But what if there’s actually no one person, specifically, to forgive? Maybe it’s the news cycle that’s wounding and building resentment, or the unfairness of life, or bad luck in love, or an obnoxious pet rabbit that bites your legs, or someone you’ve never met (like a politician), or a group of people (like Congress or “the media”), or your horrible daily commute, or just the whole darn world and the age we’re in and all the ways it feels wrong. What if you’re angry at a process, or standing in line too long, or a city that’s getting you down, or an inanimate object?

And let’s remain with objects for the moment, because that’s legit. The Bible has plenty to say about becoming angry with other people, but not about becoming angry with technology that outwits you or breaks down, or with rain that pours through the sunroof you forgot to close, or with favorite mugs and antique vases that tumble absurdly out of your hands or fly off shelves, or with sharp corners that whack your funny bone.

It is possible that resentment about the uncooperative nature of objects, timing, and processes boil down to anger at yourself — for not being able to understand or tame or use with grace these vicissitudes, these objects. (Nothing will put me in a foul mood — existentially foul — faster than a barked shin.) Maybe it is anger with limits, with failure, with breakability, which is also, maybe, anger at death. And how do I start to forgive that?

Of course there may be someone else specific to forgive, if you dig deeply enough. Prayer and counseling can help you locate many roots. And the roots are tangled with other roots, and these are tangled, not only with hurts and traumas and misunderstandings, but with relationships and time and much good. And any moments of revelation and clarity you can receive about the taxonomy of forgiveness are blessings. Because life simply goes on producing anxiety, and vague, settling clouds of it. And it’s hard to not hold it against it — in a general way.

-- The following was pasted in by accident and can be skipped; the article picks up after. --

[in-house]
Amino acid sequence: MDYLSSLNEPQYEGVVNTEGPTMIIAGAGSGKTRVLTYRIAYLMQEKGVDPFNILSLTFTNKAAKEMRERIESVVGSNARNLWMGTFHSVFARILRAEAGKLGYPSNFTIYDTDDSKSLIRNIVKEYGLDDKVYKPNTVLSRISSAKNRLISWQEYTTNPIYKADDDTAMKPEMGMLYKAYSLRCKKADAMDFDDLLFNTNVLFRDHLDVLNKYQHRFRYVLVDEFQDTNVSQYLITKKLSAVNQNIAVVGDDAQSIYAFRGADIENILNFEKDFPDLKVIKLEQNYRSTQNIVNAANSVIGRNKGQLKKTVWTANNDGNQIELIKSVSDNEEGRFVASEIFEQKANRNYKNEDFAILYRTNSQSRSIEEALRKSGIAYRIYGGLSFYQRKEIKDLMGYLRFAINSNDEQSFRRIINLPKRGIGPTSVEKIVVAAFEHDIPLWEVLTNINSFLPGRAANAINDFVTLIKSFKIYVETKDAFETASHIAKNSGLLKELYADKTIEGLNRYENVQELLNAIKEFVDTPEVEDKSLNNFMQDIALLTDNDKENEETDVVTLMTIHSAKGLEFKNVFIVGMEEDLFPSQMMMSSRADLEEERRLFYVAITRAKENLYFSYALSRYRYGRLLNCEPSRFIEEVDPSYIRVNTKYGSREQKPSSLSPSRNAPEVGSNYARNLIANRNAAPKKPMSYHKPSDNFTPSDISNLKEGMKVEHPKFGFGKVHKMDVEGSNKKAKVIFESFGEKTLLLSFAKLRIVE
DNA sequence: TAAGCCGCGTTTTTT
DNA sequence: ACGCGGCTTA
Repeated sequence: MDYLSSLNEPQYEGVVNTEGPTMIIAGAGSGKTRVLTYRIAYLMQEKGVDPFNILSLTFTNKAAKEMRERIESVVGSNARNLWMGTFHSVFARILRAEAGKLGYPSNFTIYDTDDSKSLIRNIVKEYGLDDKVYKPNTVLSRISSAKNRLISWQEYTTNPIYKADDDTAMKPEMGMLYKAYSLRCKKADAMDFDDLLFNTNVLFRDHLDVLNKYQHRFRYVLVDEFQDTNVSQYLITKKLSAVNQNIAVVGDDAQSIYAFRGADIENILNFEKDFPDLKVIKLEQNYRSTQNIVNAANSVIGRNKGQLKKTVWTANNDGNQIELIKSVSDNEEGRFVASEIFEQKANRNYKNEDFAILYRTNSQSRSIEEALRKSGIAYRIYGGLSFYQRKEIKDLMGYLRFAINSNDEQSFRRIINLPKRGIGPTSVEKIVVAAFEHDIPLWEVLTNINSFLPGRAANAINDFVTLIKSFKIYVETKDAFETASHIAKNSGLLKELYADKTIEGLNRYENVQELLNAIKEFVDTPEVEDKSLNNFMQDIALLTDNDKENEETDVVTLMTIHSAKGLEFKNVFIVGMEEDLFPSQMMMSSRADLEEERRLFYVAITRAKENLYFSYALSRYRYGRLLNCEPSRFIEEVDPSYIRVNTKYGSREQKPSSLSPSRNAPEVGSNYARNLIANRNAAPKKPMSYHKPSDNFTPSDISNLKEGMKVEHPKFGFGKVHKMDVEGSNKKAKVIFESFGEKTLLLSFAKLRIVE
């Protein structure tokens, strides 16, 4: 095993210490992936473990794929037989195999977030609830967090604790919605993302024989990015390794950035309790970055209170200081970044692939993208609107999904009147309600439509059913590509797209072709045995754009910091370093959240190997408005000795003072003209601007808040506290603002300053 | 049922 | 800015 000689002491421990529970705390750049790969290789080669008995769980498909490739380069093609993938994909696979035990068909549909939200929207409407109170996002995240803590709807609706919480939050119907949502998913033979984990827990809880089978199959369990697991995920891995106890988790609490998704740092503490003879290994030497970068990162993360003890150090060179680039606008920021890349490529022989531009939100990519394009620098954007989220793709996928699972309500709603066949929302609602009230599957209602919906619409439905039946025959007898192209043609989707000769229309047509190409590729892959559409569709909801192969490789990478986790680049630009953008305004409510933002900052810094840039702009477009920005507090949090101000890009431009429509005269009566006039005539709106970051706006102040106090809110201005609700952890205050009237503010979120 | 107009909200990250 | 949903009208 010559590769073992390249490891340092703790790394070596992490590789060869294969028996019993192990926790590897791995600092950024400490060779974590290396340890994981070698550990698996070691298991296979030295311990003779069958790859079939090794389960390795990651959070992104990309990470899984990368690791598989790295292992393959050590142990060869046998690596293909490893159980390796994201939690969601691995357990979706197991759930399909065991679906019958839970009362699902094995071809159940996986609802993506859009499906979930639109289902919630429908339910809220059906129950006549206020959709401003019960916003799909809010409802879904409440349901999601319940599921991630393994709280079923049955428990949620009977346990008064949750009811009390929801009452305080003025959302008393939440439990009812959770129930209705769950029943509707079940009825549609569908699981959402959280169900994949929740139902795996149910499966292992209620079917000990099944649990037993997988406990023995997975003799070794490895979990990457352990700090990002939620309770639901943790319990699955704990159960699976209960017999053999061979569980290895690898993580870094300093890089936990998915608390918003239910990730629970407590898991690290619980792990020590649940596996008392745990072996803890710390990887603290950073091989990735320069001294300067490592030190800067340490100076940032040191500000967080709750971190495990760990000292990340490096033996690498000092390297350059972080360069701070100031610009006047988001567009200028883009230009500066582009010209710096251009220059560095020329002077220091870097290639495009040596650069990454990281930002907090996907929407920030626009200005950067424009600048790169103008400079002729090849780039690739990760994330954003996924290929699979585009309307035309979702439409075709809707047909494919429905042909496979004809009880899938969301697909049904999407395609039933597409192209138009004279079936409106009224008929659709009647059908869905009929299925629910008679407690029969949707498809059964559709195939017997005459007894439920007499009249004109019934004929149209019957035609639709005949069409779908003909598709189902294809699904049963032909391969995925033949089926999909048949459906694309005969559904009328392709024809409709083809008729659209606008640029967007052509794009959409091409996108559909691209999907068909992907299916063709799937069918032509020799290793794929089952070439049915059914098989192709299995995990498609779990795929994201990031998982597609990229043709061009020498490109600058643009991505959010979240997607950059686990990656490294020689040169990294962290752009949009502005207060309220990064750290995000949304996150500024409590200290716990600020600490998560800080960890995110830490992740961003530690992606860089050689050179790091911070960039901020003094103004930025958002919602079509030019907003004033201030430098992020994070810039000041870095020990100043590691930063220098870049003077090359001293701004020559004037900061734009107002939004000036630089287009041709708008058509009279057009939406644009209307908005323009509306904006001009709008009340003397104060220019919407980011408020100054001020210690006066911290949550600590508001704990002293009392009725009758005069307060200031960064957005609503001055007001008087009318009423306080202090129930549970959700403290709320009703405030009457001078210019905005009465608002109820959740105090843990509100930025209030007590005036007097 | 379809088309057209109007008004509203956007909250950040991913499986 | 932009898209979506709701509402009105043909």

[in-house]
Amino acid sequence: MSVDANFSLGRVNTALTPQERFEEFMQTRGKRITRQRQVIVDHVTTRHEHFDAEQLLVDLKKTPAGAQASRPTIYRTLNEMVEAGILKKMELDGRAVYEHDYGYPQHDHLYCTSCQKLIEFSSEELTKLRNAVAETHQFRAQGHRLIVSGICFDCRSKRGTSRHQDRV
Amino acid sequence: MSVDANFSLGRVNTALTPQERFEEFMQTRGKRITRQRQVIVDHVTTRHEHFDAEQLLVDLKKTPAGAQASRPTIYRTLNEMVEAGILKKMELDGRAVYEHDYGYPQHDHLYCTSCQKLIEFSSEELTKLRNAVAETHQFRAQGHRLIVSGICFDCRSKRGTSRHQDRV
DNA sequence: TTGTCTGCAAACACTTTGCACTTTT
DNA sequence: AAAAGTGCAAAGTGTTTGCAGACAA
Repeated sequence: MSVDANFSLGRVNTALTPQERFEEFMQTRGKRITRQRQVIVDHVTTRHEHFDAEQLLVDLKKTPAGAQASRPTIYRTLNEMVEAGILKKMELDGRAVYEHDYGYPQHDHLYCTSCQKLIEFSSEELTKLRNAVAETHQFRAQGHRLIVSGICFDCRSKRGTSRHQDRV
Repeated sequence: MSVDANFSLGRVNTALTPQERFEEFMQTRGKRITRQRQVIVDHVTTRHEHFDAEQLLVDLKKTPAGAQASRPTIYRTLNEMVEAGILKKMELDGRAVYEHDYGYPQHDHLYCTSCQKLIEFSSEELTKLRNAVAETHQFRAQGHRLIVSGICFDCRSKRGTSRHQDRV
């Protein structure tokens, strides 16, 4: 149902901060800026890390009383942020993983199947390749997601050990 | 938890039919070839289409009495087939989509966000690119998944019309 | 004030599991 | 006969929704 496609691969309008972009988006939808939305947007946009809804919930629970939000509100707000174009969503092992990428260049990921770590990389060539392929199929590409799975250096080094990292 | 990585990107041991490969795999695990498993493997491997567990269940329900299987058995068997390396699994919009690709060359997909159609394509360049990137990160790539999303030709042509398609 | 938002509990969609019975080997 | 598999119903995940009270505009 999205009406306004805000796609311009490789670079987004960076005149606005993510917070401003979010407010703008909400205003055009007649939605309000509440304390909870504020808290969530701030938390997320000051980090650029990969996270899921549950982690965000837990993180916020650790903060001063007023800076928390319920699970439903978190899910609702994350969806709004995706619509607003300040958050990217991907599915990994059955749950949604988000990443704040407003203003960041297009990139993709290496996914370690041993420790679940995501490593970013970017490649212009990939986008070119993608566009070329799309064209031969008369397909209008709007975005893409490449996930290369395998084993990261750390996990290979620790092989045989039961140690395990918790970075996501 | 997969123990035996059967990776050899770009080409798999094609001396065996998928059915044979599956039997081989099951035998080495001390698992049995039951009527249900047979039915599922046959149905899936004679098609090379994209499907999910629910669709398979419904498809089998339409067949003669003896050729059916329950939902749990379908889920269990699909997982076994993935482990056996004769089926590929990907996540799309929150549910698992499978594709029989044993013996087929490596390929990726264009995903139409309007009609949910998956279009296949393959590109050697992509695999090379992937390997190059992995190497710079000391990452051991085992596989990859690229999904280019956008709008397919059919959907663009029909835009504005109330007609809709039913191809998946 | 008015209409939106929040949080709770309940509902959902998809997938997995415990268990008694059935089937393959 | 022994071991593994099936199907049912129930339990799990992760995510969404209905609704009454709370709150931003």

Refrain from anger, leave rage alone;
do not fret yourself; it leads only to evil. (Ps. 37:9)

I once wrote a small note next to this psalm in my BCP that says simply, “Facebook.”

What if your work of forgiveness has more to do with yourself, and with the fact that you will die, and you are small and fragile, and there’s not much you can do about much?

What if you’re mad at God? Why won’t he make things better than they are?

Do we easily despise the way this mortal coil “works” and what God apparently can’t be bothered to do to fix it immediately?

Maybe a legitimate starting point for how to grow in Christ, how to clarify enemies, offer and receive forgiveness, and find where transformation begins, is always me. How do I feel about the life I’ve been given, and what do I think the Lord is over there doing about it? Maybe this is starting to get to the bottom of solving the “Who is my enemy?” for many of us — maybe for all of us at one time or another. Maybe Job’s questions aren’t only for extreme circumstances, but for daily life. They’re accusation, catharsis, self-knowledge. And, eventually, there’s room for the divine response.